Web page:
- Virus containment measures restricted the economy's ability to expand in Q1
- Stocks remain buoyed in positive territory on a quarter-to-date basis despite US inflation shock
- In line with US Treasuries, South African bond yields trading lower in Q2
Real economy overview
As we head into the second quarter of the year, it is worth taking a look at how South Africa's economy has recovered from the economic shock of the COVID-19 pandemic. The final quarter of 2020 saw the economy expand by an annualised 6.3%, leaving output around 4.0% below its pre-pandemic levels. Since then, the recovery has lost some momentum. New economic restrictions were implemented late into 2020 and only lifted through February. These measures restricted the economy's ability to expand in Q1, and the impact will likely have spilt over into the second quarter of the year. Expectations of a third wave of infections and a slow vaccination process will have compounded this weak growth momentum.
The dashboard above gives a brief overview of how the economy has recovered, with some key indicators showing that certain sectors have, at least in nominal terms, risen above pre-pandemic levels. The most noticeable has been retail sales, with seasonally adjusted nominal sales figures exceeding those from early 2020. How long this can be sustained for is another question, with the unemployment rate at record levels and wage growth within the private sector almost non-existent.
The manufacturing sector's recovery has similarly shown signs of losing momentum, with the most recent PMI figures suggesting that new orders and business activity are slowing. Foreign demand continues to support the sector, but it can do so for so long before weak local demand begins to weigh once again. Overall, therefore, the outlook for the economy is still positive as it recovers from 2020's crash, but growth will remain well below potential in the coming months and years, with much-needed reforms still lacking and government spending being concentrated on consumption rather than investment.
Financial Market Overview
Notwithstanding the ructions caused by the topside shock in the April US inflation print, which bolstered the reflation trade, global stocks remain buoyed in positive territory on a quarter-to-date basis. That said, it is worth noting that global stocks took a pounding in the days that followed the US CPI shock that prompted speculation that the Federal Reserve may have to unwind some of its stimulus efforts sooner than expected. The impact of the inflation shock has been highlighted in the accompanying MSCI World Index chart, which we use as a proxy for global stocks.
The Dow Jones dropped by the largest amount since January and came as a warning that the current market performance is heavily dependent on the central bank's stimulus efforts. Stronger than anticipated inflation in the US spooked investors and sent many scurrying back to the USD in the immediate aftermath of the US inflation print. The greenback has since returned to its losing ways. The combination of ultra-loose monetary policy coupled with extremely loose fiscal policy means that the balance of risks rests firmly against the USD, which ironically will only compound the inflation episode and raise the stakes in the Fed's policy stance.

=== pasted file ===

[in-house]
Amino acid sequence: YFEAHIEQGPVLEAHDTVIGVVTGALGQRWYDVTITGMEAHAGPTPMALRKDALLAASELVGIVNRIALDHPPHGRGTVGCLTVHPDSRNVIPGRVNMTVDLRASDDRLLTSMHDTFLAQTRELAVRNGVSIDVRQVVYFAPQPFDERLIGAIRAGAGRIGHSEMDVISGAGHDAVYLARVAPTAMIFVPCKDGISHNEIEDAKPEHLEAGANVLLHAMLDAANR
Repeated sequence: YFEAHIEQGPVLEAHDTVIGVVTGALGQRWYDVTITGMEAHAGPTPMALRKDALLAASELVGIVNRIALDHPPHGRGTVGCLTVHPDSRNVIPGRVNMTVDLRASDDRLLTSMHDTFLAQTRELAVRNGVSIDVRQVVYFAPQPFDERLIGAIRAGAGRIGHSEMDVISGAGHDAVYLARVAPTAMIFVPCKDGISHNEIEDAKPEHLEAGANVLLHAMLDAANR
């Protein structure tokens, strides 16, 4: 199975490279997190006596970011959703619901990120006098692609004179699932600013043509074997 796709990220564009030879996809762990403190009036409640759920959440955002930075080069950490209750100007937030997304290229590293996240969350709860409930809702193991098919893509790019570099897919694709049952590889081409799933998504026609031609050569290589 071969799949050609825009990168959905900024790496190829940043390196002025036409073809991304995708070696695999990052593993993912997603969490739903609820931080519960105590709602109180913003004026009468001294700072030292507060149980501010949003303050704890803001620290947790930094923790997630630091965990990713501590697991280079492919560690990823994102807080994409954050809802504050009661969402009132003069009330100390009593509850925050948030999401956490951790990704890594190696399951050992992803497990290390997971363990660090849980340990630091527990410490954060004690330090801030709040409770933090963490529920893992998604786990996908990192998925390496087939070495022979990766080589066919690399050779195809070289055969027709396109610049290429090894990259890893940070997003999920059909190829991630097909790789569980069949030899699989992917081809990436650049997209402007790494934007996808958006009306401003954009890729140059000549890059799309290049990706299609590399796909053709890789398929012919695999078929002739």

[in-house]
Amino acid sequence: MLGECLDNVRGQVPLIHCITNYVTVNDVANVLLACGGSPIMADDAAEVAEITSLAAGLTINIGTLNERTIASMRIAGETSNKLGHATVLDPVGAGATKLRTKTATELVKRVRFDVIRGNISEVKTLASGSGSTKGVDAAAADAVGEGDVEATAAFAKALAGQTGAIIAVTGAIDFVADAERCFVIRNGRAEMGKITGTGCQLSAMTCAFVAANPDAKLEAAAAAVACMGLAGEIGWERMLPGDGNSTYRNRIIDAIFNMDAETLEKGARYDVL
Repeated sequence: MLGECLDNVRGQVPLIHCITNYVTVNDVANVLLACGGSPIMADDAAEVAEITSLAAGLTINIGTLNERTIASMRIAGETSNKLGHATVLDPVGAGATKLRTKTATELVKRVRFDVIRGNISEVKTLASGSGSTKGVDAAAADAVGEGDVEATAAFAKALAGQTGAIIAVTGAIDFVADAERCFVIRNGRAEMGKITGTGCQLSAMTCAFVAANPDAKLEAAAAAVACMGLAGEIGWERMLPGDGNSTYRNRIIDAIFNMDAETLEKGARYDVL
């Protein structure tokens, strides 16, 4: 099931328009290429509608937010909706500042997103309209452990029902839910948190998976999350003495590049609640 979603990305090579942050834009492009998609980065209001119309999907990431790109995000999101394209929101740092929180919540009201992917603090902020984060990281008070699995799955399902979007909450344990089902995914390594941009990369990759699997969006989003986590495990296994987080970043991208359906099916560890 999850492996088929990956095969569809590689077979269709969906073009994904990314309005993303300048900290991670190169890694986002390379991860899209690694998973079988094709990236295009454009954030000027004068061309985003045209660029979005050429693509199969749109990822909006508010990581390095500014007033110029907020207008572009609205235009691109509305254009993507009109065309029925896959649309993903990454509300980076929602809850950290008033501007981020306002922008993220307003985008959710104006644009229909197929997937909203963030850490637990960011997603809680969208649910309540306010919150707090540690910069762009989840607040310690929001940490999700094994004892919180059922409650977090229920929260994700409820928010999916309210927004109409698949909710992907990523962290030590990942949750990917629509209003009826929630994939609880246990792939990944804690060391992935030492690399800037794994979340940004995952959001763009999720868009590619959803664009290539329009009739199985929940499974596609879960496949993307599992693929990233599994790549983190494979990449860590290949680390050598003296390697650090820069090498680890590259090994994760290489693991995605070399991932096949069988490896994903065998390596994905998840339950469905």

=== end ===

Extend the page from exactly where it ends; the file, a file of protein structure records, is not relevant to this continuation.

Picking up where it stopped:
While the MSCI World Index, which is heavily skewed in favour of developed market stocks, remains buoyed in positive territory in Q2, emerging market stocks have faltered as the combination of elevated US Treasury yields, renewed COVID-19 concerns and reflation fears weigh on risk appetite. At the time of writing, the MSCI Emerging Market Index had lost around 0.40% on a quarter-to-date basis, after recovering some of its losses suffered in the sessions that followed the US inflation shock.
The second quarter has been far less bruising for local stocks. In fact, the JSE All Share Index has recorded modest gains on a quarter-to-date basis. At the time of writing, the JSE All Share Index was up 1.65% since the start of Q2, underpinned by resource and property stocks.
In the fixed income market, traders remain fixated on rising inflation and the potential ramification it may have on monetary policy over the next 12-24 months. The 5yr breakeven rate, which we use as a gauge for international inflation expectations, rose to a fresh multi-year high of 277bps on Monday the 17th of May. Although global inflation has risen markedly in recent months on the back of persistent supply chain challenges and soaring commodity and food prices, policymakers the world over assess the recent episode of inflation to be transitory and as such remain committed to looser for longer monetary policy.
Notwithstanding the commitment from the Federal Reserve to its accommodative monetary policy stance, US Treasury yields remain elevated relative to levels seen at the start of the year. It is however worth noting that the topside bias in US Treasury yields has faded in Q2, with both the 2yr and 10yr yields trading marginally lower on a quarter-to-date basis.
In line with US Treasuries, South African bond yields have traded lower in Q2. Yields across the curve have fallen in recent weeks amid an improvement in global risk appetite and reassurance from major central banks that they remain committed to accommodative monetary policy. While South African bonds have traded lower in Q2, yields remain elevated compared to pre-pandemic levels, reflecting the fiscal degradation that has materialised over the past year due to increased fiscal spending to bolster the healthcare system cushion the economy from the impact of virus containment measures.
Despite the marked rise in inflation expectations, which is adding pressure on bonds on the front-end and belly of the curve, a significant degree of steepness remains baked into the South African bond curve. For context, the 10v2 bond spread has widened by almost 200bps from pre-crisis levels to sit just below the 430bps mark at the time of writing.
Looking forward, given the fiscal degradation that has occurred as a result of the pandemic, we expect that traders will continue to demand a substantial premium for holding longer-dated South African government bonds. As such, a significant degree of steepness is expected to remain baked into SA's government bond curve. While some emerging market central banks have begun hiking rates, the South African Reserve Bank is expected to keep rates on hold in the coming months, keeping yields on the front-end of the curve relatively anchored.